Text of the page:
Despite basketball’s status as a B tier sport in Japan, firmly behind baseball and association football (soccer), the Japanese national basketball team has enjoyed success at the FIBA Asia Championships, having won the tournament twice.
They also have qualified for it in all but one of the years the competition has been active. Japan also hosted the contest in 2006 and is scheduled to be the co-hosts in 2023 alongside the Philippines and Indonesia.
While basketball may not enjoy the kind of popularity that baseball receives in Japan, it is a firm favorite at the high school level, both as a participation sport and a spectator sport. Some of the biggest names in Japanese basketball have fanbases that can be traced back to the players’ earliest days in high school teams.
This popularity at the high school level was perhaps epitomized by the hugely successful manga comic, Slam Dunk. Running from 1990 to 1996, with an animated adaptation running from 1993 to 1996, Slam Dunk follows the story of a high school student who joins his school’s basketball team to impress a girl. This starts his journey to becoming an all-star contender in Japan.
Slam Dunk went on to sell over 118 million copies. It won awards, broke records, and its impact on basketball was so significant that the creator was even honored for popularizing the sport in Japan. The adaptations of the series include films, video games, the anime we mentioned above, and even an art exhibition.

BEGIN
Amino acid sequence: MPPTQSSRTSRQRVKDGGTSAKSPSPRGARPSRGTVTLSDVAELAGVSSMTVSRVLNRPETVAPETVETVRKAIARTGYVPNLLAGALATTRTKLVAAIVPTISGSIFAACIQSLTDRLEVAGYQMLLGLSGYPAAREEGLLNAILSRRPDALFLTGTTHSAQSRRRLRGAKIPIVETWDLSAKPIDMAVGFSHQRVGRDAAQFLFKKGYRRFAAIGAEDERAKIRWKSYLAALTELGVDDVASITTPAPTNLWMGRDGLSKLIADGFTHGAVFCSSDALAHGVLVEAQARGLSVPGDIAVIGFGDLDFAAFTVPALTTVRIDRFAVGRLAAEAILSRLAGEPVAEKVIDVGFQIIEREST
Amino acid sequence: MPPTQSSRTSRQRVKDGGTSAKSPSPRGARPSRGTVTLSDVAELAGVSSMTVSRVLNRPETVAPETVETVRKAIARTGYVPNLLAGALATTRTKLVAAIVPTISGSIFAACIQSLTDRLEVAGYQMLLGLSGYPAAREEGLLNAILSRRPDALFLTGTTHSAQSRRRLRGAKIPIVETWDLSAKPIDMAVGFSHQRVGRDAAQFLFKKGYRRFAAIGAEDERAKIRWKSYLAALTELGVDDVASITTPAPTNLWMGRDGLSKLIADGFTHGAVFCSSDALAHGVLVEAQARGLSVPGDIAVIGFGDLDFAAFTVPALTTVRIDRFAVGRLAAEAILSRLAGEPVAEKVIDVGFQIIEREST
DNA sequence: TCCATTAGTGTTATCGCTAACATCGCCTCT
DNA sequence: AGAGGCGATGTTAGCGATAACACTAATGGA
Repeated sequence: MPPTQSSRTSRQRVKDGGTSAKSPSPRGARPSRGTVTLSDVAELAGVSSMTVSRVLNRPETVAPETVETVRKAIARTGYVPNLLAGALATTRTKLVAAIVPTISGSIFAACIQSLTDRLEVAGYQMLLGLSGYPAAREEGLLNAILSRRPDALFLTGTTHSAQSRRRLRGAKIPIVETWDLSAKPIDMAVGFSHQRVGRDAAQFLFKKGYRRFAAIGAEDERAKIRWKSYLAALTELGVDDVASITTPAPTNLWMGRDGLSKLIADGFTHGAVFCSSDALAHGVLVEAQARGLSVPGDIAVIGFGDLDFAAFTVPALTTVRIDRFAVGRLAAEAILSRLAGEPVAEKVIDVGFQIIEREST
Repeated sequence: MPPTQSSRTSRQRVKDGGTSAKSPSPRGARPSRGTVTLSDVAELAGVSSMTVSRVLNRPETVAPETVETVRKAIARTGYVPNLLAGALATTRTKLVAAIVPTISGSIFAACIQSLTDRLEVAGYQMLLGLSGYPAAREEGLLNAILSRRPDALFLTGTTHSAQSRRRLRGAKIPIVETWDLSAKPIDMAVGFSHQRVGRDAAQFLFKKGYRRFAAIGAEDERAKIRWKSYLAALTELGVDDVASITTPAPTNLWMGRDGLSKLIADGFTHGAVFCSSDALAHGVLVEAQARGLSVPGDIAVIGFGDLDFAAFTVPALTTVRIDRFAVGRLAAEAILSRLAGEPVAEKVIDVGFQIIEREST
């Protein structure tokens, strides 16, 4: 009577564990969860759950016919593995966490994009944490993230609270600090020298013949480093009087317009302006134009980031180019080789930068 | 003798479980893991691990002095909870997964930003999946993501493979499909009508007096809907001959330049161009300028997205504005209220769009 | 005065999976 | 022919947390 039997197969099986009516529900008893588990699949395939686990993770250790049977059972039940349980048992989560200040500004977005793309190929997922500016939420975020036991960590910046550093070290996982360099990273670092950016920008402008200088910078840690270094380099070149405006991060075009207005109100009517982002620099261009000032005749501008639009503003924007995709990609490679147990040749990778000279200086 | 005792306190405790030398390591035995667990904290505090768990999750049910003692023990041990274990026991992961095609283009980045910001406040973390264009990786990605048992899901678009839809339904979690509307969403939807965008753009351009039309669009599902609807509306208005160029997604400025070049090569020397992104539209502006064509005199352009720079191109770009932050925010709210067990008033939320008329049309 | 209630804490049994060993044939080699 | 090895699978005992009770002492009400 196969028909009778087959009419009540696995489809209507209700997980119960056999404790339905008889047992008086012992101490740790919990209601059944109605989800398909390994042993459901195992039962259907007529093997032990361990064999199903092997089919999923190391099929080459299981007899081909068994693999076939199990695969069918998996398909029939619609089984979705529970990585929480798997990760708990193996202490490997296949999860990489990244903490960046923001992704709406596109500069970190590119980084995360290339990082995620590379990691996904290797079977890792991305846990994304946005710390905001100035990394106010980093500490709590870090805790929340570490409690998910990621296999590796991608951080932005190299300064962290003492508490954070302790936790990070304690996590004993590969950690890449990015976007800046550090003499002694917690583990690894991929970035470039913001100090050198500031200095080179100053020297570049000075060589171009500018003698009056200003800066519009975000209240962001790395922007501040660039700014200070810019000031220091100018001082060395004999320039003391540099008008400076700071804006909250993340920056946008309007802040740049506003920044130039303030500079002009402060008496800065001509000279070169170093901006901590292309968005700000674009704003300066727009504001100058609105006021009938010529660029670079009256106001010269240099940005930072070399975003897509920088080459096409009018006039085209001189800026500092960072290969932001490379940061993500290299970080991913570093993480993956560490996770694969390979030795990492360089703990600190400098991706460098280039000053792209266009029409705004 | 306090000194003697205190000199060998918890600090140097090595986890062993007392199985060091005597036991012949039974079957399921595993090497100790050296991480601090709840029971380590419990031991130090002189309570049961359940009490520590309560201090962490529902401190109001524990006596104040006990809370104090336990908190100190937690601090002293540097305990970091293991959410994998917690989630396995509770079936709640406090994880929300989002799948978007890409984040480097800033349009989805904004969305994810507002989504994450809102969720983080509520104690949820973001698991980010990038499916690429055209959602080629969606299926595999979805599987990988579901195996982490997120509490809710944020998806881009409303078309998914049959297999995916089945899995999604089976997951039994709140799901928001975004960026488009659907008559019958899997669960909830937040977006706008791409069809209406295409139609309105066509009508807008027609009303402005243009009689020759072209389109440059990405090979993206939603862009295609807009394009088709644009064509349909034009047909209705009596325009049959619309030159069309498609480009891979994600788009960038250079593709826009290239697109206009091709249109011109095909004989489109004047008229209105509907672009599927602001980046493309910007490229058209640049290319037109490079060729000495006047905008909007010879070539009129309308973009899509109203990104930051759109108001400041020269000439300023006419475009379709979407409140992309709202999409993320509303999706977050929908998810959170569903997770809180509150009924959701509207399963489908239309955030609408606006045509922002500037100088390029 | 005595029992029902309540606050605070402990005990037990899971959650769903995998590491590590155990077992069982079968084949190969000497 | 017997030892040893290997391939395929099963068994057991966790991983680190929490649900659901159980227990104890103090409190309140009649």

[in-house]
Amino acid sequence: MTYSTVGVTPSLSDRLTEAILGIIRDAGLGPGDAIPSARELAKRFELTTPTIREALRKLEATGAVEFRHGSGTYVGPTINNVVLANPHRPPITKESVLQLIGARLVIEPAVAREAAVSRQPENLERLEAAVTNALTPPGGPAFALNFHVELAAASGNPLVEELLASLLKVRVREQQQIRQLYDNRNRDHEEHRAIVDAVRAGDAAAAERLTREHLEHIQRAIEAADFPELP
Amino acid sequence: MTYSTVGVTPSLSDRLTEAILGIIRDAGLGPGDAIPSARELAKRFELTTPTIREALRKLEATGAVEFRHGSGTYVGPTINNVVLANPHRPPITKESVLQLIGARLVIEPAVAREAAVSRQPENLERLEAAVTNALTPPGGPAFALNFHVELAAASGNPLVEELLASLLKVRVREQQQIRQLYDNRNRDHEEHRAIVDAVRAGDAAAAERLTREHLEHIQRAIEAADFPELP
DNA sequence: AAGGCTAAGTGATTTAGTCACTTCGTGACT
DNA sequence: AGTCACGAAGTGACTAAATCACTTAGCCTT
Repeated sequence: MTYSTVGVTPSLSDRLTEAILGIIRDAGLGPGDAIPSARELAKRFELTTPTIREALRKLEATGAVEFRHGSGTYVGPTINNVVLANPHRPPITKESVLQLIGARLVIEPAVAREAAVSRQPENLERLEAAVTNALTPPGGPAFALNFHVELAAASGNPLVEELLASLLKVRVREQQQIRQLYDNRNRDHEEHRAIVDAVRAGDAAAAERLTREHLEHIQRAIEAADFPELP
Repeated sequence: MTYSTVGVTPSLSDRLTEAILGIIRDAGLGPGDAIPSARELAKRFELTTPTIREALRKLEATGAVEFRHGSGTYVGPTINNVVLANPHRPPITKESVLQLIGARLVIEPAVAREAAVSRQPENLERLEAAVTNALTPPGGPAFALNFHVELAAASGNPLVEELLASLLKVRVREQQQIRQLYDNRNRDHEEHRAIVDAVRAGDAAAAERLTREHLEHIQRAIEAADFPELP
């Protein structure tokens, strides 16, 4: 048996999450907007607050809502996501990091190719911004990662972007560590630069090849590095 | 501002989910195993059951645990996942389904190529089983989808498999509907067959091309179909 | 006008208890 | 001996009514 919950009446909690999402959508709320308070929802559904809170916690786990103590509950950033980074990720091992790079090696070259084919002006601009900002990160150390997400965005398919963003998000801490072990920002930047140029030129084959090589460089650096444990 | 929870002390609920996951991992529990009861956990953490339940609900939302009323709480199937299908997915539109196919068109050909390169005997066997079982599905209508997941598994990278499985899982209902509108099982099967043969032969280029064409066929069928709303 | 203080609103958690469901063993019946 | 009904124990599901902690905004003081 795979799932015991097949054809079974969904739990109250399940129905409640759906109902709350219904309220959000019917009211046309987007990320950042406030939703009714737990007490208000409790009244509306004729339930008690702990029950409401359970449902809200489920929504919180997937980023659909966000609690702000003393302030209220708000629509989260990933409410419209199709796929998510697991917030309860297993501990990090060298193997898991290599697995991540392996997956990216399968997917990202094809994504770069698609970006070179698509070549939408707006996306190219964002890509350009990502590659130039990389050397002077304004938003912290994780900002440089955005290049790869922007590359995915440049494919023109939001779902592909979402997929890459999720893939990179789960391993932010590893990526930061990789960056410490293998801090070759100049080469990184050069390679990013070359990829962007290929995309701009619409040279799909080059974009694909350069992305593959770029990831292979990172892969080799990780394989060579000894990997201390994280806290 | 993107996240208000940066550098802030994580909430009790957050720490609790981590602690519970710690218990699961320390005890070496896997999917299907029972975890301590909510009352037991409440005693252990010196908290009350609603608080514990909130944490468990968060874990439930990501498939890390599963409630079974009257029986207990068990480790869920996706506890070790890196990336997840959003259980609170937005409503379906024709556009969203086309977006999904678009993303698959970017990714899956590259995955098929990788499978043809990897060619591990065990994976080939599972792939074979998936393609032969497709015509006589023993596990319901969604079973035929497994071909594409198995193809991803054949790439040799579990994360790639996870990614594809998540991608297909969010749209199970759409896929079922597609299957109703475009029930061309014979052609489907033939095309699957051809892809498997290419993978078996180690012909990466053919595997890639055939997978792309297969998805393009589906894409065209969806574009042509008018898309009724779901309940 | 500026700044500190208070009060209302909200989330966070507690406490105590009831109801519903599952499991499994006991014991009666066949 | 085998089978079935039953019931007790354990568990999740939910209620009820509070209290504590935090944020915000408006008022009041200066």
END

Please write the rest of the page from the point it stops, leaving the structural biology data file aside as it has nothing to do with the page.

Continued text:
Many attribute the decline in the popularity of Japanese basketball to the ending of the manga series. Though the manga’s influence on the sport’s popularity is undeniable, it proved to be short-lived and did not enjoy the lasting success that soccer has seen after the creation of the J League.
As with most professional sports, one area where basketball’s popularity endures is the world of gambling, and Japanese bookmakers are happy to offer odds on the all latest basketball games.
Interest in basketball betting among Japanese bookmakers has been increasing lately, with the Japan-hosted Olympics fast approaching even though having to be postponed lately due to the coronavirus. The top Japanese bookmakers are expecting a surge in interest for the sport, especially with hopes being high that the Japanese team will put in a strong showing at the contest.
Still, basketball’s popularity in Japan has been waning for some time. When the nation hosted the World Basketball Championships in 2006, some games took place in front of half-empty stadiums, with an average attendance for the knock out stages of the tournament being placed at around 70%.
In terms of interest online, Japan ranked 108th in a list of countries searching for basketball on Google between 2007 and 2011. The list only went to 110.
While basketball is still not one of the most popular sports in Japan, it has seen something of a resurgence in recent years. A rebirth that is in no small part thanks to Yuta Tabus and Takuya Kawamura—two of Japan’s most successful and famous basketball players. Kawamura was even on the roster of NBA team, the Phoenix Suns.
This success has been reinforced recently by another successful Japanese player. The recent selection by the NBA’s Washington Wizards of Japan’s Rui Hachimura has created something of a resurgence of interest in the media.
Whether this could lead to a rebirth of basketball in the Japanese consciousness remains to be seen, though so far, there has been nothing to indicate Hachimura’s success will be any longer-lasting than that of Slam Dunk.
Sadly, it seems basketball is not particularly popular in Japan, and the many failed attempts to bring it to the Japanese masses seem to suggest it is destined to remain a B tier sport, living in the shadow of baseball and soccer.